5. Sensitivity to cadmium-induced genotoxicity in rat testicular cells is associated with minimal expression of the metallothionein gene.

    PubMed

    Shiraishi, N; Hochadel, J F; Coogan, T P; Koropatnick, J; Waalkes, M P

    1995-02-01

    Cadmium is a carcinogenic metal. Although the mechanism of tumor induction is unknown, DNA/metal interactions may be involved. Metallothionein can protect against cadmium toxicity in our previous work it was shown to reduce cadmium genotoxicity in cultured cells. To extend these results, the genotoxicity of cadmium was studied in R2C cells, a rat testicular Leydig cell line. The R2C cells were very sensitive to cadmium-induced single-strand DNA damage (SSD), as measured by alkaline elution. SSD occurred in R2C cells after treatment with 25 and 50 microM CdCl2 for 2 hr. Prior work showed other cells required much higher levels of cadmium (approximately 500 microM) to induce genotoxicity. The genotoxic levels of cadmium (25-50 microM) were not cytotoxic in R2C cells as assessed by a metabolic activity (MTT) assay. Pretreatment of R2C cells with a low cadmium dose (2 microM, 24 hr) had no effect on cadmium-induced SSD, in contrast to prior work in other cells where such pretreatments reduced SSD through metallothionein gene activation. In fact, cadmium or zinc treatments resulted in little or no increase in metallothionein gene expression in R2C cells as determined by Northern blot analysis for metallothionein mRNA using cDNA or oligonucleotide probes and radioimmunoassay for metallothionein protein production. Basal metallothionein mRNA was essentially nondetectable. Induction of a cadmium-binding protein in R2C cells did occur, as determined by Cd-heme assay, but did not induce tolerance to SSD. In vivo, the Leydig cell is a target for cadmium carcinogenicity and its cadmium-binding protein is thought not to be a true metallothionein. These results indicate that R2C cells are sensitive to cadmium-induced genotoxicity and that this sensitivity is associated with minimal expression of the metallothionein gene. PMID:7871536

  6. 2-Phenylimidazo[1,2-a]pyridine-containing ligands of the 18-kDa translocator protein (TSPO) behave as agonists and antagonists of steroidogenesis in a mouse leydig tumor cell line.

    PubMed

    Midzak, Andrew; Denora, Nunzio; Laquintana, Valentino; Cutrignelli, Annalisa; Lopedota, Angela; Franco, Massimo; Altomare, Cosimo D; Papadopoulos, Vassilios

    2015-08-30

    Ligands of 18-kDa translocator protein (TSPO) are known for their ability to potently and dose-dependently stimulate steroid biosynthesis in steroidogenic cells. In this study, we investigated a number of 2-phenyl-imidazo[1,2-a]pyridine acetamide derivatives, analogs of alpidem, for their ability to bind TSPO and to affect steroidogenesis in a mouse Leydig tumor cell line. We observed that not only some compounds behaved as agonists, stimulating steroidogenesis (e.g., 3 and 4) with EC50 values (15.9 and 6.99μM) close to that determined for FGIN-1-27 used as positive control (7.24μM), but two compounds, namely 5 and 6, which on the other hand are the most lipophilic ones in the investigated series, behaved as antagonists, by significantly inhibiting steroid production at concentrations at least twenty times lower than the cytotoxic ones. To our surprise, the newly synthesized compound 3, which is a strict analog of alpidem bearing at the para position of the 2-phenyl group a methoxy group instead of chlorine, achieved a ten-fold stimulation of the steroid production (for comparison FGIN-1-27 achieved 1.6-fold stimulation). Within the limits of the examined property space, some unprecedented SARs were unveiled, which can help in understanding the key molecular factors underlying the transition from agonism to antagonism in the steroidogenesis process. Besides the substitution pattern and the physicochemical features (mainly hydrogen bonding potential) of the substituents at the positions C(6) and C(8) of the imidazo[1,2-a]pyridine nucleus, and at the para position of the 2-phenyl group, the structure-activity relationship analysis suggested lipophilicity, whose increase seems to be generally related to steroidogenesis inhibition, and steric hindrance, which appeared as a stimulation-limiting factor, as two main properties to control in the design or optimization of novel imidazo[1,2-a]pyridine-based TSPO ligands endowed with potential in modulating the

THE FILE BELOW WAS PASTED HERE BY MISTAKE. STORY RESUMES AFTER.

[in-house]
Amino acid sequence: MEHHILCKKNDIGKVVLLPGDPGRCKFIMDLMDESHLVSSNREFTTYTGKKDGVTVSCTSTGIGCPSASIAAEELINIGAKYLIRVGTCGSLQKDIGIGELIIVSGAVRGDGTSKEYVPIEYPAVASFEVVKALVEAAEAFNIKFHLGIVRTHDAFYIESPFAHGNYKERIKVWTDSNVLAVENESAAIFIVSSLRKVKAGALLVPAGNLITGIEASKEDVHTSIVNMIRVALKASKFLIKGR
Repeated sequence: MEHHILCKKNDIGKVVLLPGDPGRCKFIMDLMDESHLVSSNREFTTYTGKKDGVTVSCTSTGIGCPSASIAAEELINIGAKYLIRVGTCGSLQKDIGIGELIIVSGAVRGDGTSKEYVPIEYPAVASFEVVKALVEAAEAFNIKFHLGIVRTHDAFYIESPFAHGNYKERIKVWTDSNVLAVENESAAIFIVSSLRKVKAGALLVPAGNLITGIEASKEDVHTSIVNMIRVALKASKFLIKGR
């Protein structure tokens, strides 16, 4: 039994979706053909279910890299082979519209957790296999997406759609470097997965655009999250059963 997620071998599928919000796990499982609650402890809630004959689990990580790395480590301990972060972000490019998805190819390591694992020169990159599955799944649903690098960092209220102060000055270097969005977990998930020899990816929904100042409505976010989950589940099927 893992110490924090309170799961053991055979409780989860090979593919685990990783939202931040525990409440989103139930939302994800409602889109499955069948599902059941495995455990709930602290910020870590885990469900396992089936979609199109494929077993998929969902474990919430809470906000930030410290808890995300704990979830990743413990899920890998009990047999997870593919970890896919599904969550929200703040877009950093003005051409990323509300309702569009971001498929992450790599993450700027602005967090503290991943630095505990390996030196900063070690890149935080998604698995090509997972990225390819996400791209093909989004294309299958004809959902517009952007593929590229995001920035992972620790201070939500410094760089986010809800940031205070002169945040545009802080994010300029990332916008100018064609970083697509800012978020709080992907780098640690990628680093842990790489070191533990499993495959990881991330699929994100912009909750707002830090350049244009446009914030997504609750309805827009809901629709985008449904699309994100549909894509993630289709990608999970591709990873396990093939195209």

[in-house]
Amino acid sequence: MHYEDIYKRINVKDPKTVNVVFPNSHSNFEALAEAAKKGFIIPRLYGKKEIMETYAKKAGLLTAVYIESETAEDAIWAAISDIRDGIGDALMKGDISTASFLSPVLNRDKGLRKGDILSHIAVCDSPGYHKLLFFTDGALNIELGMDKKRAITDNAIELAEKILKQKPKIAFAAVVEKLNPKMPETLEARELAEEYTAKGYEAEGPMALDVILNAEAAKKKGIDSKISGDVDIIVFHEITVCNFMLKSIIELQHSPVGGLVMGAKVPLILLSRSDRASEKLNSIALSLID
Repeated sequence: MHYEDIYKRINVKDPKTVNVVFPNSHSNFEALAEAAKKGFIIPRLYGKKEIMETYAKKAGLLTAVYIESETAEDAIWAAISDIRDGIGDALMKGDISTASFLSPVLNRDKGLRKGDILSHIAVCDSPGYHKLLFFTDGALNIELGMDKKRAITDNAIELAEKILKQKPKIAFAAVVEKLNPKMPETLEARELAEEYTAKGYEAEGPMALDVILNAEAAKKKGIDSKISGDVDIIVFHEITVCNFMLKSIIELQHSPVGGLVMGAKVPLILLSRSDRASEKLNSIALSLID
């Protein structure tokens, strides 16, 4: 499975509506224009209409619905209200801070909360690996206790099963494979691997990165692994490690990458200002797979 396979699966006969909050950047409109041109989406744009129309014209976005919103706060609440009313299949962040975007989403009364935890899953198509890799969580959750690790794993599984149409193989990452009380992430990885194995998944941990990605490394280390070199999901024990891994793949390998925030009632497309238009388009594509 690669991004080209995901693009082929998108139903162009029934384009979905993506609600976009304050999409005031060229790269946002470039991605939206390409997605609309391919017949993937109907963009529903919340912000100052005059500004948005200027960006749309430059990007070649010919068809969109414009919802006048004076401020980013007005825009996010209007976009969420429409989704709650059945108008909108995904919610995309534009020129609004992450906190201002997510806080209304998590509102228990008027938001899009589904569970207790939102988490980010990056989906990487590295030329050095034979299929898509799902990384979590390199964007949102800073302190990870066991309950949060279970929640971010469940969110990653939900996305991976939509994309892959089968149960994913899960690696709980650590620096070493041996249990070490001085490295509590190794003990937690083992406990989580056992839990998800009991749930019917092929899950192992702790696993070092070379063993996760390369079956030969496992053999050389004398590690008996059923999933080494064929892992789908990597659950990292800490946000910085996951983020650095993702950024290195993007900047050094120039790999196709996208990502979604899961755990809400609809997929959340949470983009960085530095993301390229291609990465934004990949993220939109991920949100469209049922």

7. Expression of CD1d protein in human testis showing normal and abnormal spermatogenesis.

    PubMed

    Adly, Mohamed A; Abdelwahed Hussein, Mahmoud-Rezk

    2011-05-01

    CD1d is a member of CD1 family of transmembrane glycoproteins, which represent antigen-presenting molecules. Immunofluorescent staining methods were utilized to examine expression pattern of CD1d in human testicular specimens. In testis showing normal spermatogenesis, a strong CD1d cytoplasmic expression was seen the Sertoli cells, spermatogonia, and Leydig cells. A moderate expression was observed in the spermatocytes. In testes showing maturation arrest, CD1d expression was strong in the Sertoli cells and weak in spermatogonia and spermatocytes compared to testis with normal spermatogenesis. In Sertoli cell only syndrome, CD1d expression was strong in the Sertoli and Leydig cells. This preliminary study displayed testicular infertility-related changes in CD1d expression. The ultrastructural changes associated with with normal and abnormal spermatogenesis are open for further investigations.